So I've gone around on the web, trying to figure out exactly how D&D works, and still I'm befuddled. Let me first start by stating what exactly it is I'm trying to achieve.
So, I'm an aspiring video game developer. I'm a big fan of games like Final Fantasy (especially the classics), Persona, Chrono Trigger, etc. Basically, I'm a sucker for narrative-driven games that end in a giant climax with the final boss, whom you must beat to save the world. I'm currently in the planning stages of developing my own game that follows a similar narrative structure, which drew me to D&D.
You see, I've already got a bare bones story created.
The heroes and villains have been developed and fleshed out, the overarching plot has been established, and the setting has more or less been set in stone. Naturally, since the narrative component of my hypothetical video game is where 90% of my focus is going to be, I want it to be as engaging as possible. I'm trying to create an epic tale that wows the player at every twist. However, I've run into what people call "writer's block", and I'm having a lot of trouble getting my characters from the call to action to the climax. If I'm trying to write an epic tale, then I should have a ton of trials and tribulations to fill in that massive blank between the call to action and the climax.
What I have learned about D&D is that the DM can create scenarios on the fly, like when a player takes an unexpected action, the DM must react accordingly. I see this as an opportunity to answer questions about my characters' journey that I otherwise would not have asked myself, thus overcoming writer's block and the story basically writes itself at that point.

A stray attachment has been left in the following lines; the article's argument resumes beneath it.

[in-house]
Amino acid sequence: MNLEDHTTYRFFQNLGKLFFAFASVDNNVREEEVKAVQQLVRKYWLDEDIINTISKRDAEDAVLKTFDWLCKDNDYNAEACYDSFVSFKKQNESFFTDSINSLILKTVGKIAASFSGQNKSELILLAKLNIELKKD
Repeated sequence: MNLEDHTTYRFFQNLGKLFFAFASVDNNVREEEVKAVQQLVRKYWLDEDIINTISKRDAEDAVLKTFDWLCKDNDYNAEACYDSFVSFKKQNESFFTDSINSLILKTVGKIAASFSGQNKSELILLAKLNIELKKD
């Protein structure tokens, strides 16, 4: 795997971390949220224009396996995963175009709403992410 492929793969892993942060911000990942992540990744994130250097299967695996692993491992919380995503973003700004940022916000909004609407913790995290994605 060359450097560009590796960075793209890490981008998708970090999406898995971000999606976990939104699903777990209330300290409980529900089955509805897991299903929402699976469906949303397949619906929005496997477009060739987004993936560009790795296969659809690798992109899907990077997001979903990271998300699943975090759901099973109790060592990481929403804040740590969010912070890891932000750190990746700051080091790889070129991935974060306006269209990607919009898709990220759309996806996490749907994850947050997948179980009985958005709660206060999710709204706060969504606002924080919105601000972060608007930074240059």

My question is:
How feasible is this? I basically want to use D&D to not only have fun with a bunch of my friends, but I also want to use it as a tool to flesh out my own world and give it life. The thing is, my question probably sounds stupid, because I don't know the exact parameters that D&D operates within. For example, I don't know how customizable the setting, classes, and races are. My story is not set in classical high fantasy like D&D apparently is, so I don't know to what extent the foundation of D&D can be redefined to suit my needs. I'm perfectly content with keeping the gameplay mechanics of D&D the same, as I'm mostly focusing on story first and gameplay mechanics second. I'd love to hear your thoughts about this.